Updated August 26th. The Army Corps of Engineers – Detroit District’s reports as of August 2020 for Great Lakes Water Levels and Great Lakes Water Level History.
According to preliminary estimates, precipitation in the Great Lakes watershed was just above average for July. Lakes Michigan-Huron and Ontario observations indicate above normal July precipitation, at 127% and 115% of average, respectively. Lake Superior was very close to its average (1900-2017) for the month of July at 101%. Lake Erie was the only basin that received below-average precipitation, at 83% of its typical July value. Water supplies to Lakes Superior and Michigan-Huron were above average, likely a result of at or above-average precipitation paired with enhanced runoff. Water supplies to Lake Erie were below average, which can be attributed to drier basin conditions overall. Water supplies to Lake Ontario were slightly below average, which was likely influenced by enhanced evaporation.
Lakes Michigan-Huron continues its record-setting pace into August, which was previously set in 1986. All of the Great Lakes except for Lake Ontario hit record highs in 2020. These levels project to make 2020 a record year.
Lakes Michigan and Huron are still projected to peak above last year’s levels then estimate the Great Lakes water level dropping under the record starting in September.
Current Great Lakes Water Level Projections
Lake Superior’s projected level for August 21st is 3 inches below the lake’s level of a year ago, while Lake Michigan-Huron’s projected level is 4 inches higher than it was at this time last year. The expected level on August 21st of Lake St. Clair nearly matches last year’s level, while the levels of Lakes Erie and Ontario are 5 and 18 inches, respectively, below their levels of a year ago. Lake Superior’s forecasted August 21st level approximates its level of a month ago, while the other lakes are below what they were a month ago by a range of 2 to 6 inches. In addition, Lake Michigan-Huron’s projected August 21st level is an inch above its record-high August monthly level, while Lake St. Clair’s level matches its August record-high monthly level. Looking forward a month to September 21st, Lake Superior is expected to be near its projected August 21st level, while the levels of Lakes Michigan-Huron, St. Clair, Erie, and Ontario are predicted to be 2, 4, 3, and 6 inches, respectively, lower than their projected August 21st levels.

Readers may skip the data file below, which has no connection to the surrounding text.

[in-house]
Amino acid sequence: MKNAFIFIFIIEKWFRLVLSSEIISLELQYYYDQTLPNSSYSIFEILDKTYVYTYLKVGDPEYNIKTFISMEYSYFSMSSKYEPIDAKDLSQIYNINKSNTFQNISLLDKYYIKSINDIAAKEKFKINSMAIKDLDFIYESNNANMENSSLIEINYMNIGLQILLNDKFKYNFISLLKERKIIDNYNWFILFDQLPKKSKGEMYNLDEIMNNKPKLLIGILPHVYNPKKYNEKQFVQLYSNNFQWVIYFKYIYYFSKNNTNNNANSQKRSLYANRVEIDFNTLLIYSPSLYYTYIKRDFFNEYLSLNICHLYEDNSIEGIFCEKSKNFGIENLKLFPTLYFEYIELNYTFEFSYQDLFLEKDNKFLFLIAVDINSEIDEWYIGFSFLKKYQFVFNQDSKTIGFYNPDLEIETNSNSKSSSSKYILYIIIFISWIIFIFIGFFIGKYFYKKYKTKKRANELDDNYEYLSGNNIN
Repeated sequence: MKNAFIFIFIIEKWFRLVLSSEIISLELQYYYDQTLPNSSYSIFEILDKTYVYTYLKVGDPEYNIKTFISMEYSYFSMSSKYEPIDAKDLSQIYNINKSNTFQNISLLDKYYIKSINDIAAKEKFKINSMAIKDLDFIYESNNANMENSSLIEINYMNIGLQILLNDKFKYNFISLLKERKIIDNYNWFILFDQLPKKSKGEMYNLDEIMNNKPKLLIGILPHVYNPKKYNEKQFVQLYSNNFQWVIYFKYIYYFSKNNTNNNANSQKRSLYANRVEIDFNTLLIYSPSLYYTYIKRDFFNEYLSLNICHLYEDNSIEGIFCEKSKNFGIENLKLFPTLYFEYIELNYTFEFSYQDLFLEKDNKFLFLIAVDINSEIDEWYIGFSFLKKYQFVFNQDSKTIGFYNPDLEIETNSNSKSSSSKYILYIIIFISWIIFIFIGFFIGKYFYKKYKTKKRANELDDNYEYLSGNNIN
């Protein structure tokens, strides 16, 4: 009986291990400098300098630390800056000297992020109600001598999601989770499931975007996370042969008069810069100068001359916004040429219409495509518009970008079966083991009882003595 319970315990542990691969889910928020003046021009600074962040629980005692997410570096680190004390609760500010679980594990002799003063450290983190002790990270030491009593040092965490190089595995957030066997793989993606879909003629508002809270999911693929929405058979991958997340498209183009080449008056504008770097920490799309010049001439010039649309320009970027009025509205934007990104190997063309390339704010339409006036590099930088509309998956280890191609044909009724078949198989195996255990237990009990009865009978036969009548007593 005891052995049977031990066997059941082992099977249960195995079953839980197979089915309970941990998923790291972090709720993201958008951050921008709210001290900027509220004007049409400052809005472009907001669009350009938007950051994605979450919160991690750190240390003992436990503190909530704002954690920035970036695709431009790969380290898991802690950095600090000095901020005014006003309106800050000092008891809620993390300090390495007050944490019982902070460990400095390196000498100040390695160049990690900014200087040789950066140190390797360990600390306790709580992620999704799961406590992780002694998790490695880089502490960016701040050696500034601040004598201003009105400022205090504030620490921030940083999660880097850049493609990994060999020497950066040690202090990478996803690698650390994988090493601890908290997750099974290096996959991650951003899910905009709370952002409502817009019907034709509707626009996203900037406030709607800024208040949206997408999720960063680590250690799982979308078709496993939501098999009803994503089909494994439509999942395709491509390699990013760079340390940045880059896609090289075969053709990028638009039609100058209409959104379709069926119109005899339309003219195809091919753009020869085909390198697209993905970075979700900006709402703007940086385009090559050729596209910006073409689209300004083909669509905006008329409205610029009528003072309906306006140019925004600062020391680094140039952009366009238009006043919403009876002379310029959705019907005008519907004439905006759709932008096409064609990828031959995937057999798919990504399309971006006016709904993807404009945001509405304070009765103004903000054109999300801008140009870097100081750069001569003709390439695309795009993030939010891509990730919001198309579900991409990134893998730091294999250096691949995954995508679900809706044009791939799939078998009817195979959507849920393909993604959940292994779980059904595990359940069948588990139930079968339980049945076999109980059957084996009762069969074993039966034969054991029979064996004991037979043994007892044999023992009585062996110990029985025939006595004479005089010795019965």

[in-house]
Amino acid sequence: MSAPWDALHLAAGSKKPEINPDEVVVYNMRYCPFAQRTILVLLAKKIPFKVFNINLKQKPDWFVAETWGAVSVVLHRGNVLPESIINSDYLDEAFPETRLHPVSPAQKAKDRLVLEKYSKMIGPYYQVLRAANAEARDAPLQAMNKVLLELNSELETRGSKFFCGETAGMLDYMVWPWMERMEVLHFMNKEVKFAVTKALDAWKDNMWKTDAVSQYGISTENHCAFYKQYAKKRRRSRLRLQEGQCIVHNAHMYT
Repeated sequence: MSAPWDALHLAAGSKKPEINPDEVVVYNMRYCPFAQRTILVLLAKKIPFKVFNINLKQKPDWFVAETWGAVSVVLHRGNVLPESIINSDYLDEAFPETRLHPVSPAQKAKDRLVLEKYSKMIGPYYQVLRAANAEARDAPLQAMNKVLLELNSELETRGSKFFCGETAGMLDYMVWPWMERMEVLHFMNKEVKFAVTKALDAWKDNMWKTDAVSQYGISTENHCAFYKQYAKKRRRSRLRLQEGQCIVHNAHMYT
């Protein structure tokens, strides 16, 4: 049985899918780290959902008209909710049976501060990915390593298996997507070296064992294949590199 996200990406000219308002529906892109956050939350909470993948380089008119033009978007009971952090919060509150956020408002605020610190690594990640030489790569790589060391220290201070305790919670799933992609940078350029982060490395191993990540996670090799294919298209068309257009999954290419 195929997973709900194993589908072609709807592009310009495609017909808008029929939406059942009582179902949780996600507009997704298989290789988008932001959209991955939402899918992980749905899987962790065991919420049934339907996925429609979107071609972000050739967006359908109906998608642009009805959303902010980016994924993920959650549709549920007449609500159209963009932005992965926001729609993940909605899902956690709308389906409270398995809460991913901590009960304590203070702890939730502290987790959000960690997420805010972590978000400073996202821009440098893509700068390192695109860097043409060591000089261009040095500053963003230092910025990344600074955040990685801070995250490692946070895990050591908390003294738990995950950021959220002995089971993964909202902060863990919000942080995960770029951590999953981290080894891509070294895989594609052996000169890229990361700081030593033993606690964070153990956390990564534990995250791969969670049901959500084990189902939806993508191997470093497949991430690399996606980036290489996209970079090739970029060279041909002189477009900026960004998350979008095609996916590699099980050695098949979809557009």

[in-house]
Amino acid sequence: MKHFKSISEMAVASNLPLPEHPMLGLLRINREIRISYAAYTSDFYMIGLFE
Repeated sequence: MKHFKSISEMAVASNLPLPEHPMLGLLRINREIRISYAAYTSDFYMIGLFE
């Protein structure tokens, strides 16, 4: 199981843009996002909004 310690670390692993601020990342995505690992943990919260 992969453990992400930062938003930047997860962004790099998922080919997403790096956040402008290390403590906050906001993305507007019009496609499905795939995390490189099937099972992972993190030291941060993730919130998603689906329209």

2020 Yearly Great Lakes Water Level History
February was a fairly dry month throughout the Great Lakes basin. Well, below-average precipitation occurred in each of the lake basins with Lake Superior receiving just 40% of average precipitation during the month. April brought heavy rainfall to some areas, however, the month as a whole was quite dry for the Great Lakes region. During the spring, water levels typically rise on the Great Lakes due to increased rainfall and runoff. In June the entire Great Lakes basin was slightly below average precipitation.
Lakes Superior and Michigan-Huron experienced precipitation that was near to slightly above average, while in the Lakes Erie and Ontario basins precipitation was well below average at 67% and 55% of average, respectively.
Great Lakes Water Level Outflows
This is now the 8th consecutive month Lake Michigan-Huron has set a record high monthly mean
level. Also, the August 2020 level was 4 inches above its August 2019 level and 33 inches above its August Long Term Average level.
Lake Superior’s outflow through the St. Mary’s River and Lake Michigan-Huron’s outflow through the St. Clair River are projected to be above average in August. Also, Lake St. Clair’s outflow into the Detroit River is predicted to be above average in August. Moreover, Lake Erie’s outflow into the Niagara River and Lake Ontario’s outflow into the St. Lawrence River are forecasted to be above average for August.
Daily Great Lakes Water Levels History
The report below is a view of long-term, basin-scale hydrological data for the Laurentian Great Lakes. Water levels are continuously observed by U.S. and Canadian federal agencies in the region through binational cooperation. NOAA-GLERL relies on this water level data to conduct research on components of the regional water budget and to improve predictive models.
Water level monitoring stations are operated by NOAA’s Center for Operational Oceanographic Products and Services and the Department of Fisheries and Oceans’ Canadian Hydrographic Service. The U.S. Army Corps of Engineers (Detroit, Chicago, Buffalo) and Environment and Climate Change Canada play crucial roles in research, coordination of data and operational seasonal water level forecasts for the basin.
Michigan Wind Farms
Michigan Windfarm Map – Comprehensive map of wind farm projects. Including those planned, under construction or canceled. Data also included decommissioned wind farm projects. Updated as new information is available.
Michigan Windfarm Accidents – A historical record and map of indents occurring on wind and solar energy industrial sites. Incidents include those involving transport of materials to wind farm projects. Updated as information is available.